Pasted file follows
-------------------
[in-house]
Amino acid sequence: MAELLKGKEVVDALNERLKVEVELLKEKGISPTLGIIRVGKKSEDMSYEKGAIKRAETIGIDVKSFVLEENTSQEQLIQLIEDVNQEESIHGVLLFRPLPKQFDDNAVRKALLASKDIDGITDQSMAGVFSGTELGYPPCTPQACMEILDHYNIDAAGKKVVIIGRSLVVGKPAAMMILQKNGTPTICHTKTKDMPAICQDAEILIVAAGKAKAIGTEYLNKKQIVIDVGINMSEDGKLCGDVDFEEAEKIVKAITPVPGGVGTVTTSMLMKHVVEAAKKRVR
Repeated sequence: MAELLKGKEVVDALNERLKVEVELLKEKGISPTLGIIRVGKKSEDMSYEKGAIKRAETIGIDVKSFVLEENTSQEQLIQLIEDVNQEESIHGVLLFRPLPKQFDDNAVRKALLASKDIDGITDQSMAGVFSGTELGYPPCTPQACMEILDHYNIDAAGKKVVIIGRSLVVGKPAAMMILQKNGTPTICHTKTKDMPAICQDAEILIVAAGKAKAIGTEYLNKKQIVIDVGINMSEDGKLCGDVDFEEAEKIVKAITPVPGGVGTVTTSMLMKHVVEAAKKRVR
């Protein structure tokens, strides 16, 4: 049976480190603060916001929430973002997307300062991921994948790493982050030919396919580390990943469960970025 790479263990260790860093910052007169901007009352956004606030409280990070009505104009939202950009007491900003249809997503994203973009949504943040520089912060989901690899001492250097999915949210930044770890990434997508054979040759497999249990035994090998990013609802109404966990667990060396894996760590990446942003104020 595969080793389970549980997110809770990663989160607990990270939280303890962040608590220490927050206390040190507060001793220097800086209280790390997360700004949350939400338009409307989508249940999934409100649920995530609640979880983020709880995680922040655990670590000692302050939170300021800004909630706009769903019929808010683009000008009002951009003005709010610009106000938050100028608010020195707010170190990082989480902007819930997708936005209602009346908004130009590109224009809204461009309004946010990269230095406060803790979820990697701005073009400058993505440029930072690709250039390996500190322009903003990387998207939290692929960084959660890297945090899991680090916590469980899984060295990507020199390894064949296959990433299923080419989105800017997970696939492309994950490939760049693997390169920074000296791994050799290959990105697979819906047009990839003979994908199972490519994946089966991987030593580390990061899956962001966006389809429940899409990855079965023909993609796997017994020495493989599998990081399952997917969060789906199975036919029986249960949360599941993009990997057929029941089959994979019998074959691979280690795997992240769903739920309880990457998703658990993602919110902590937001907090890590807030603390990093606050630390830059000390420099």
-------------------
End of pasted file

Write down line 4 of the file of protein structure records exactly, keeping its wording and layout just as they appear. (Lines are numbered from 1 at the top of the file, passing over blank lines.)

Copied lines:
């Protein structure tokens, strides 16, 4: 049976480190603060916001929430973002997307300062991921994948790493982050030919396919580390990943469960970025 790479263990260790860093910052007169901007009352956004606030409280990070009505104009939202950009007491900003249809997503994203973009949504943040520089912060989901690899001492250097999915949210930044770890990434997508054979040759497999249990035994090998990013609802109404966990667990060396894996760590990446942003104020 595969080793389970549980997110809770990663989160607990990270939280303890962040608590220490927050206390040190507060001793220097800086209280790390997360700004949350939400338009409307989508249940999934409100649920995530609640979880983020709880995680922040655990670590000692302050939170300021800004909630706009769903019929808010683009000008009002951009003005709010610009106000938050100028608010020195707010170190990082989480902007819930997708936005209602009346908004130009590109224009809204461009309004946010990269230095406060803790979820990697701005073009400058993505440029930072690709250039390996500190322009903003990387998207939290692929960084959660890297945090899991680090916590469980899984060295990507020199390894064949296959990433299923080419989105800017997970696939492309994950490939760049693997390169920074000296791994050799290959990105697979819906047009990839003979994908199972490519994946089966991987030593580390990061899956962001966006389809429940899409990855079965023909993609796997017994020495493989599998990081399952997917969060789906199975036919029986249960949360599941993009990997057929029941089959994979019998074959691979280690795997992240769903739920309880990457998703658990993602919110902590937001907090890590807030603390990093606050630390830059000390420099």